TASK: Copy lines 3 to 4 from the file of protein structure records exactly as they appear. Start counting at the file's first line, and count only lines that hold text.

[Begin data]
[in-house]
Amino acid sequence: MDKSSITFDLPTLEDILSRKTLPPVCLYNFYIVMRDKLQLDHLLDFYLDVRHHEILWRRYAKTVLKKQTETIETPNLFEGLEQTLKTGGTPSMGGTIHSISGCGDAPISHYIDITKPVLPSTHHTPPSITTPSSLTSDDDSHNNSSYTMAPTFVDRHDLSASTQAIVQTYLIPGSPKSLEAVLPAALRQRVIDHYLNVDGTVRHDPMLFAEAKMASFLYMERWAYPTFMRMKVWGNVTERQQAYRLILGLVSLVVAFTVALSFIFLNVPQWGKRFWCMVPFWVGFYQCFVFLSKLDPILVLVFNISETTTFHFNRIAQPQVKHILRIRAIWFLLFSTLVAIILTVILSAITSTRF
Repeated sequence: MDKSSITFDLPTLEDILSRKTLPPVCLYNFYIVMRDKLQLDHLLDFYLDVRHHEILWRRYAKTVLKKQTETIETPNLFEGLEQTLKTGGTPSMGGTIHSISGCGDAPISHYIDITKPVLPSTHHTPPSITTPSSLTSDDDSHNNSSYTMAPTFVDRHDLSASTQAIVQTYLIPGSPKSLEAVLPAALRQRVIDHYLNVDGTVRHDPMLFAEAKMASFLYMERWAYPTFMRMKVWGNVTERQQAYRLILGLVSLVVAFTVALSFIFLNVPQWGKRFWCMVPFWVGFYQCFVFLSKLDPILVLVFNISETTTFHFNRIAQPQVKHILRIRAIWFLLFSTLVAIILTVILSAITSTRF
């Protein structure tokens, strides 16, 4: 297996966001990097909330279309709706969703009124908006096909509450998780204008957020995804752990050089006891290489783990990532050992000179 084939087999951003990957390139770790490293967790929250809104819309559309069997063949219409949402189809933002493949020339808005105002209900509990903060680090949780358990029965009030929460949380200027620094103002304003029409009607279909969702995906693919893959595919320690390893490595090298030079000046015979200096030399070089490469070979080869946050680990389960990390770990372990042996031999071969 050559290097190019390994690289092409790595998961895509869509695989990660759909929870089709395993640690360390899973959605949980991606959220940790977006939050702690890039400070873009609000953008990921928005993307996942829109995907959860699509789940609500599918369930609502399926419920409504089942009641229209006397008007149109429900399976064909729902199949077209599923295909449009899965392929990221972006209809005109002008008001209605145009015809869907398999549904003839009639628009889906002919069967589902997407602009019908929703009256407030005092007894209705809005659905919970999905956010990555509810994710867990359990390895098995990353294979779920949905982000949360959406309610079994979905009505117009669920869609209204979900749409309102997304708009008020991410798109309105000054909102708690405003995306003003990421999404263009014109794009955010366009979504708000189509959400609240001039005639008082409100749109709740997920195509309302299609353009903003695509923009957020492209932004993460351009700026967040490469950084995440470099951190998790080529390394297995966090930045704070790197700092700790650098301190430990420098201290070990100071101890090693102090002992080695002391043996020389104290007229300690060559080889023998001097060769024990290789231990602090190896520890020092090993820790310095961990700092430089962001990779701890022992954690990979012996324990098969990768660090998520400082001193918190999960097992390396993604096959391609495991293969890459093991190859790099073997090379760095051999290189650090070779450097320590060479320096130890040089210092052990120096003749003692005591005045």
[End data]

Repeated sequence: MDKSSITFDLPTLEDILSRKTLPPVCLYNFYIVMRDKLQLDHLLDFYLDVRHHEILWRRYAKTVLKKQTETIETPNLFEGLEQTLKTGGTPSMGGTIHSISGCGDAPISHYIDITKPVLPSTHHTPPSITTPSSLTSDDDSHNNSSYTMAPTFVDRHDLSASTQAIVQTYLIPGSPKSLEAVLPAALRQRVIDHYLNVDGTVRHDPMLFAEAKMASFLYMERWAYPTFMRMKVWGNVTERQQAYRLILGLVSLVVAFTVALSFIFLNVPQWGKRFWCMVPFWVGFYQCFVFLSKLDPILVLVFNISETTTFHFNRIAQPQVKHILRIRAIWFLLFSTLVAIILTVILSAITSTRF
């Protein structure tokens, strides 16, 4: 297996966001990097909330279309709706969703009124908006096909509450998780204008957020995804752990050089006891290489783990990532050992000179 084939087999951003990957390139770790490293967790929250809104819309559309069997063949219409949402189809933002493949020339808005105002209900509990903060680090949780358990029965009030929460949380200027620094103002304003029409009607279909969702995906693919893959595919320690390893490595090298030079000046015979200096030399070089490469070979080869946050680990389960990390770990372990042996031999071969 050559290097190019390994690289092409790595998961895509869509695989990660759909929870089709395993640690360390899973959605949980991606959220940790977006939050702690890039400070873009609000953008990921928005993307996942829109995907959860699509789940609500599918369930609502399926419920409504089942009641229209006397008007149109429900399976064909729902199949077209599923295909449009899965392929990221972006209809005109002008008001209605145009015809869907398999549904003839009639628009889906002919069967589902997407602009019908929703009256407030005092007894209705809005659905919970999905956010990555509810994710867990359990390895098995990353294979779920949905982000949360959406309610079994979905009505117009669920869609209204979900749409309102997304708009008020991410798109309105000054909102708690405003995306003003990421999404263009014109794009955010366009979504708000189509959400609240001039005639008082409100749109709740997920195509309302299609353009903003695509923009957020492209932004993460351009700026967040490469950084995440470099951190998790080529390394297995966090930045704070790197700092700790650098301190430990420098201290070990100071101890090693102090002992080695002391043996020389104290007229300690060559080889023998001097060769024990290789231990602090190896520890020092090993820790310095961990700092430089962001990779701890022992954690990979012996324990098969990768660090998520400082001193918190999960097992390396993604096959391609495991293969890459093991190859790099073997090379760095051999290189650090070779450097320590060479320096130890040089210092052990120096003749003692005591005045």